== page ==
For anyone not in the know, brand archetypes are a leaf out of psychoanalyst Carl Jung’s book and a staple of modern brand building. Defined through a company’s inherent values, archetypes are basically a “brand portrait” or a condensed version of brand values that instantly relate to your target audience. Apart from being a staple of marketing and business growth, determining (or switching) your brand archetype drastically transforms a company’s approach to its UX, UI, and visual design.
Visual design trends are constantly evolving and for design experts, it may be tempting to experiment within a business environment. However, trends are major shapeshifters, and just because one has become viral doesn’t mean it will be of any use to your particular business.
“When I started redesigning our brand, I didn’t base my visual conception on any particular ‘viral’ trend. However, when it all came together, I noticed how attuned our new design is to various leading concepts. As I see it, mixing in various visual design trends into your palette is a natural outcome rather than the purpose of a designer’s work.”
As Roitman adds, a visual designer needs to primarily base decisions on the specifics of the reworked platform (e.g. website, social media, newsletters, and other digital branding) as well as the business’s clients and TA.
“If you have a large website or platform with a considerable audience and a lot of content, your designers won’t be able to keep up with the ebb and flow of each new trend. Following trends to the letter would be like building a sandcastle since each new trend wave would crush it.
“However, a great experimental platform for trying out the latest visual design trends are short promo ads specifically designed for YouTube, Instagram, Facebook, etc. This is what we usually do when we want to experiment with an interesting trend, a/b test it with our audience and see if it’s worth implementing in more permanent elements of the brand image.”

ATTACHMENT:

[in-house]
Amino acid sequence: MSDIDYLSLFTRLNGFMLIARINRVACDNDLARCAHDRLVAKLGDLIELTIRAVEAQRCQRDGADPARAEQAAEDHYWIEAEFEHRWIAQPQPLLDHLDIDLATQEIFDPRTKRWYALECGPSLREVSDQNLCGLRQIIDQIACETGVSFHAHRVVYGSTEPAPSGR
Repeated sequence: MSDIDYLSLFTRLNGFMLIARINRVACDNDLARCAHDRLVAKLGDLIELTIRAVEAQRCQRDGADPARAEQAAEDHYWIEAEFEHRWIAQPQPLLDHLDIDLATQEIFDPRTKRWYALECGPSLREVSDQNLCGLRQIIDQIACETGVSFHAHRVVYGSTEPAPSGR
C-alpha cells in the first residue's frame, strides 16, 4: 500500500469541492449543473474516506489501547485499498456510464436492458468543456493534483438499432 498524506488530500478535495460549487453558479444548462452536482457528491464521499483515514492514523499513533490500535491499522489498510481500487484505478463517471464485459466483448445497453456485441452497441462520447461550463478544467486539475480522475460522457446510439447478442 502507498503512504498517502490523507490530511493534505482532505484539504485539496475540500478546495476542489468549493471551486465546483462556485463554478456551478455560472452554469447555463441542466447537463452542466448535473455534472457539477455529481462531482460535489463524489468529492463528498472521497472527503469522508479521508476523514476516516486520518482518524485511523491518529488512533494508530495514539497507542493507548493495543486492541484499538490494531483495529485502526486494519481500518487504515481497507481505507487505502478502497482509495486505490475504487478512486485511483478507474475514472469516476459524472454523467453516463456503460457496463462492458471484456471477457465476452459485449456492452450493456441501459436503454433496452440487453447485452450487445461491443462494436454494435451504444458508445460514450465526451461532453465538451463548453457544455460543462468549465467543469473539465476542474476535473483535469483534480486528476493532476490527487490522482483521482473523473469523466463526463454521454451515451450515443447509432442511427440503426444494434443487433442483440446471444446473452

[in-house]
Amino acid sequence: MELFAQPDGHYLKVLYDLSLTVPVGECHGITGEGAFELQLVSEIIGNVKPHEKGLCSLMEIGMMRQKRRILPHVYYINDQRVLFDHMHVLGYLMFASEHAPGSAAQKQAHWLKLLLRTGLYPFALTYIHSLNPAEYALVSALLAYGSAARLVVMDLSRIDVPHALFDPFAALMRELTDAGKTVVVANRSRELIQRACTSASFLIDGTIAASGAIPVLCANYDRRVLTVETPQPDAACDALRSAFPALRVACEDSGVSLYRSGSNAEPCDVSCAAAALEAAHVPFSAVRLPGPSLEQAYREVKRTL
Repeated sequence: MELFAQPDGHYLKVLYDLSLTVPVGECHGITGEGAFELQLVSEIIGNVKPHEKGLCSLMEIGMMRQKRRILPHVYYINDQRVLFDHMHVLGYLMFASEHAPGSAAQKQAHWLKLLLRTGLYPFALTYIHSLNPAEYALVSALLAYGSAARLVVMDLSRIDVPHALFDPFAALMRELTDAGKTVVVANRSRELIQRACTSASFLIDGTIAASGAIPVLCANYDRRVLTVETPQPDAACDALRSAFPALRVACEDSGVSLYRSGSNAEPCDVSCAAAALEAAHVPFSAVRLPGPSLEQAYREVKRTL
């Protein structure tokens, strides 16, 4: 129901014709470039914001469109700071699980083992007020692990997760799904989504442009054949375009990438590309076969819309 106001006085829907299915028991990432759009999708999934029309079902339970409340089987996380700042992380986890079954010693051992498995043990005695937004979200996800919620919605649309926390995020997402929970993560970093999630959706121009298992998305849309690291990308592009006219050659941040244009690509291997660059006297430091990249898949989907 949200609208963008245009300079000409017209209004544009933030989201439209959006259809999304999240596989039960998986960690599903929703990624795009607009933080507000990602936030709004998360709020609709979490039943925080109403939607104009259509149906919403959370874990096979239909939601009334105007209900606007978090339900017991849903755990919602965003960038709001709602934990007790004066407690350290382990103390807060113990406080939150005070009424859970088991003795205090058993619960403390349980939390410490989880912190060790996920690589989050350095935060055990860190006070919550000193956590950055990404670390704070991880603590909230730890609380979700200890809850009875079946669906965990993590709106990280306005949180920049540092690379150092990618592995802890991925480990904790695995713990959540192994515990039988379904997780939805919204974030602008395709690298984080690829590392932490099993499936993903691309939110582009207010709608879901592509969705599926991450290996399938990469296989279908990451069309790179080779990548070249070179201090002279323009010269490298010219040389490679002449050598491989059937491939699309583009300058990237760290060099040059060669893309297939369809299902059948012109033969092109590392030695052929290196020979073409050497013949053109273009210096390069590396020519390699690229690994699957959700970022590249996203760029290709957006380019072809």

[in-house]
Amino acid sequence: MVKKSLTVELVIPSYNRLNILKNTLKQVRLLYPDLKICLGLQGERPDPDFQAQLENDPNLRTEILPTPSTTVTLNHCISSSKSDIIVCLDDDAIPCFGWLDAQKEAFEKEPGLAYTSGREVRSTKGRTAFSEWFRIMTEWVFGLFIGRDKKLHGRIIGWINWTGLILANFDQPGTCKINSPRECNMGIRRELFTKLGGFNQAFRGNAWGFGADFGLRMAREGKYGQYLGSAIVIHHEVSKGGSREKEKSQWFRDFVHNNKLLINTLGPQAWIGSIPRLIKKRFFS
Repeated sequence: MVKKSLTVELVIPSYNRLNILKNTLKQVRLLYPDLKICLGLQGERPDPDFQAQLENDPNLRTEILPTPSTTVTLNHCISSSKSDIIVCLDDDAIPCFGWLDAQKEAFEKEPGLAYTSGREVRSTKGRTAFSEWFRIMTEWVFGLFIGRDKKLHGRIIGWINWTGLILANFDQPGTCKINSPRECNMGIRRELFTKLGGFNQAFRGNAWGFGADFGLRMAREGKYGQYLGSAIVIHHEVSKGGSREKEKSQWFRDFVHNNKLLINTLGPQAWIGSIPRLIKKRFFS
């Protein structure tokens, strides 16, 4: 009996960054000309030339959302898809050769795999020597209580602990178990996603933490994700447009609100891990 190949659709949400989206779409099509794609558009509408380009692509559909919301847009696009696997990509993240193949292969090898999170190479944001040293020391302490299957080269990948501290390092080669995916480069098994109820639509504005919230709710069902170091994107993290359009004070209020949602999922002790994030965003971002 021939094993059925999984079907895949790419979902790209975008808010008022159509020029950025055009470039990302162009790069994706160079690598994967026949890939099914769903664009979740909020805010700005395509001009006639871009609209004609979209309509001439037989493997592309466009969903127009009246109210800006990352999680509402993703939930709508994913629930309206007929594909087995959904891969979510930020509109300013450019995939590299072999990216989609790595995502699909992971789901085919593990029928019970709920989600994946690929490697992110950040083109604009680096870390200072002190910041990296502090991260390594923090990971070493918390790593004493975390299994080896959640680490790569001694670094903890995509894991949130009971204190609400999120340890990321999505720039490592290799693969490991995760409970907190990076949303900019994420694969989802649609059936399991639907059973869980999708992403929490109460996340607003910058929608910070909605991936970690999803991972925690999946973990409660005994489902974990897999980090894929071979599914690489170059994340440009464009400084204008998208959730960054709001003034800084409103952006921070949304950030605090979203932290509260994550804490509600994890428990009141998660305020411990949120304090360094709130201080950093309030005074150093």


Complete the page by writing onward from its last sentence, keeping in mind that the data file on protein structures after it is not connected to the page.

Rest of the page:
The most appropriate visual redesign concept is one that’s based not on trends — however ‘viral’ they proved for another business — but on your company’s unique analysis. For visual design experts, working hand in hand with product and marketing departments provides action points when it’s time for a major shift, says Roitman.
“We constantly research how customers work with our products, how our sales platforms function, and what attracts people to our product. As a visual designer, I receive the gist of this research from our BA and product department and base my design vision on the portrait of our evolving audience and its usability goals.”
Unless your redesign ideas are based on solid research with the current and prospective users in mind, there’s no point in switching things around in favor of a trend or even your team’s own opinion.
“If you have a viral trend that your design team is super enthusiastic to try out on one end of the scale and a target audience that you suspect is ‘out of its league’ on the other, always tip in favor of your audience. Design trends aren’t created for designers. They’re only the means to the heart of your customers.”
Artists have an unsung rule — never show others an artwork that’s only half-done. Visual designers, with their symbiosis of clear technical logic and broader artistic vision, can confidently share that mantra.